In addition, certain rights holders registered on the IPP Platform may take advantage of the Good-faith Takedown Mechanism implemented by Alibaba in 2018. Upon demonstration of a favorable history of successful takedowns for a large number of complaints, the Good-faith Takedown Mechanism processes complaints on a priority basis to increase enforcement efficiency. Accounts admitted to the Mechanism also enjoy simplified procedures for proving infringement.
Etsy also provides mechanisms for patent enforcement against sellers on its platform. With a focus on handmade items including jewelry, furniture, and household goods sold by 2.1 million crafters and artisans, Etsy’s consumer to consumer(C2C) marketplace may be particularly susceptible to infringement complaints by design patent holders. Etsy’s Intellectual Property Policy states that it will remove material cited for alleged infringement when provided with a proper notice, including identification of the patent owner and utility or design patent number, as well as hyperlinks of the allegedly infringing listings. All infringement matters are handled on case-by-case basis, and selling privileges are terminated at Etsy’s discretion, although Etsy also reserves the right to take action against parties it believes to be abusing the reporting policy.
eBay lags its competitors in processes for responding to patent infringement claims despite being the second largest U.S. online retailer after Amazon, making up 7% of all U.S. online sales. eBay’s Verified Rights Owner (VeRO) program permits IP owners to report listings that allegedly infringe many types of IP, including trademark, copyright, and a celebrity’s right of publicity. However, eBay’s enforcement mechanisms for owners of design and utility patents are highly limited. They generally require that holders of patents, including U.S. utility and design patents, must provide a court order demonstrating a finding of infringement (though narrowly tailored takedown procedures are provided for holders of a registered design right in Europe, Asia, Australia, or New Zealand). Thus, patent rights holders must pursue other (costly) remedies before initiating takedown procedures with eBay. Whether eBay will update these policies to reduce the burden on patent holders and bring their procedures more closely in line with those of other online marketplaces remains to be seen.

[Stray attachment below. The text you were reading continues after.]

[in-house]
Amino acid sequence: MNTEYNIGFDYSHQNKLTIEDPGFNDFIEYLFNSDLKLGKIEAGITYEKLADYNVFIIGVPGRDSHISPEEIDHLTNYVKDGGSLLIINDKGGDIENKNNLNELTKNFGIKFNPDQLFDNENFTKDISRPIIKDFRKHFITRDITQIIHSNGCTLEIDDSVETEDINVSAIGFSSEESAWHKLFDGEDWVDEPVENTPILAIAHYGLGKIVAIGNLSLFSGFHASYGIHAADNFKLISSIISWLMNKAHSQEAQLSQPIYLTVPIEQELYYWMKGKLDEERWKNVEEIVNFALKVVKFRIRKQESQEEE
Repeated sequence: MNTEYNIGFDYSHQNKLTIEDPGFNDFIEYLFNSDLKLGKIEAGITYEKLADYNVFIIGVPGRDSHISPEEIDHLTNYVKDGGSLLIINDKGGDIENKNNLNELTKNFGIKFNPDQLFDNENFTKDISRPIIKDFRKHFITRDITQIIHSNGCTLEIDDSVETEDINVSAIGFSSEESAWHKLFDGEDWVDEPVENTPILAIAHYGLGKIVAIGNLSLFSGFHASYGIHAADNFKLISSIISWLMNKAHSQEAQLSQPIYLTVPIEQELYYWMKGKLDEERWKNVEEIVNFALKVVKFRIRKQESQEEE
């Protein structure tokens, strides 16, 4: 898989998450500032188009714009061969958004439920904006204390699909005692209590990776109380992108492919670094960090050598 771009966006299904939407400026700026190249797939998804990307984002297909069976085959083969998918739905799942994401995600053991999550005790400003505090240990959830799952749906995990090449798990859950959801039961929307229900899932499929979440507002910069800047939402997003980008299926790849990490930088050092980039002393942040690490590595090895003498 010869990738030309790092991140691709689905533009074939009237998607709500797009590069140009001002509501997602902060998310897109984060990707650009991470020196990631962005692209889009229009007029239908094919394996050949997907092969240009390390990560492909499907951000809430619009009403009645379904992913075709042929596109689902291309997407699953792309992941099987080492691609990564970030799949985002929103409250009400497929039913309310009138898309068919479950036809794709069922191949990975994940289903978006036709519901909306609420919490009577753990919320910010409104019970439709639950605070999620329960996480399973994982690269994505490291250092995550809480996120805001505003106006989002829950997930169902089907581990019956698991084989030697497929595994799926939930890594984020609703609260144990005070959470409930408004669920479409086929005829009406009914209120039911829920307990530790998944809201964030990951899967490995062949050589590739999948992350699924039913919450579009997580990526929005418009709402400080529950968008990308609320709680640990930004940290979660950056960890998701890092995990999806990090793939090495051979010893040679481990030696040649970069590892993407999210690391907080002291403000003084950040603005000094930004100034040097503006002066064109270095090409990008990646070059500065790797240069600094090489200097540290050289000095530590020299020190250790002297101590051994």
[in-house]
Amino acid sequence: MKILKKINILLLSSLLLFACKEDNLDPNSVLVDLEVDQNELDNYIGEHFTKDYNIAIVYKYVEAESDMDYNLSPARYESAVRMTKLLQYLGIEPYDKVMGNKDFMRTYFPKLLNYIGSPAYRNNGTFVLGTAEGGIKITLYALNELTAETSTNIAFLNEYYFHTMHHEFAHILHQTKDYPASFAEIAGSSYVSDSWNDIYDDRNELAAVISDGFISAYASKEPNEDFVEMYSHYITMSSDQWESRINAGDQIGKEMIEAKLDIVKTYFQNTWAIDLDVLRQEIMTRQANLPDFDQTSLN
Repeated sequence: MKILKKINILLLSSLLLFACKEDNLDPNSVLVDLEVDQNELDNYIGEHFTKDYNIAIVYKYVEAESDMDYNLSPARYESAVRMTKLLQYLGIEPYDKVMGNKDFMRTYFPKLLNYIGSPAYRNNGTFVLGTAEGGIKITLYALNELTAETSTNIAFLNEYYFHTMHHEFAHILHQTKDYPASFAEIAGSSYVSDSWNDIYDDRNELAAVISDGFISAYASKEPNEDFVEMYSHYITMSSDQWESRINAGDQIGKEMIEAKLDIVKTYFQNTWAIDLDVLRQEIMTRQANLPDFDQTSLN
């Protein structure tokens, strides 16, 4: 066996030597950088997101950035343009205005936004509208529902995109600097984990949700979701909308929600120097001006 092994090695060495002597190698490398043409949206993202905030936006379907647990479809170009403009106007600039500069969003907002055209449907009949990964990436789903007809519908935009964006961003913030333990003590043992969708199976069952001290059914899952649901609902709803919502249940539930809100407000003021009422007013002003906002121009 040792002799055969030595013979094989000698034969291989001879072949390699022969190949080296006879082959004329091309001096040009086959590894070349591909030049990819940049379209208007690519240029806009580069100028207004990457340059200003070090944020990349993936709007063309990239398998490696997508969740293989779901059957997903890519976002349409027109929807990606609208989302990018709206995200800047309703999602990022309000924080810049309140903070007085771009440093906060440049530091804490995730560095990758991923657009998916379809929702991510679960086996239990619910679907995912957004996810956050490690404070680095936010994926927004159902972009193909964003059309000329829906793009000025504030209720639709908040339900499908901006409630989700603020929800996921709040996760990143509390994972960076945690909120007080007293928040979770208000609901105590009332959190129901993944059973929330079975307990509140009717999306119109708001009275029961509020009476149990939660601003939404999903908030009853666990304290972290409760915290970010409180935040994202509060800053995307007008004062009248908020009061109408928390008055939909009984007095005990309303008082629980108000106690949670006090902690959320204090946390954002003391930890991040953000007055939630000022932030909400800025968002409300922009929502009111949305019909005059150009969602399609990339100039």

Overview of Amazon’s Utility Patent Neutral Evaluation Process
As mentioned above, Amazon has stayed quiet about the Neutral Patent Evaluation process during the pilot period, and it remains to be seen whether it will be officially launched. The procedure below is therefore subject to change, although the current procedure is instructive in its attempts to balance the rights of both the patent holder and the seller.
The process is of limited scope, duration, and cost compared with other enforcement mechanisms, namely patent infringement litigation. There is no discovery, hearing, or trial, and the only remedy available to the patent owner is the removal of listings found to be likely infringing the patent. The process begins when the patent owner submits an evaluation agreement to Amazon which establishes the patent owner’s identity and the patent to be evaluated. Only U.S. utility patents are eligible, and patent owners must identify only one claim for evaluation per submitted evaluation agreement.
Amazon then forwards the agreement to the seller of each accused listing. The seller has the option of removing the listing or supplying contact information and returning the agreement. If the accused seller decides not to voluntarily remove the listing, Amazon selects a neutral evaluator from a list of experienced patent attorneys, and both the patent owner and the seller pay a deposit of $4,000 directly to the evaluator. The losing party relinquishes their $4,000 payment, which covers the evaluator’s fee. The winning party’s payment is refunded, and no other attorney’s fees or costs are awarded.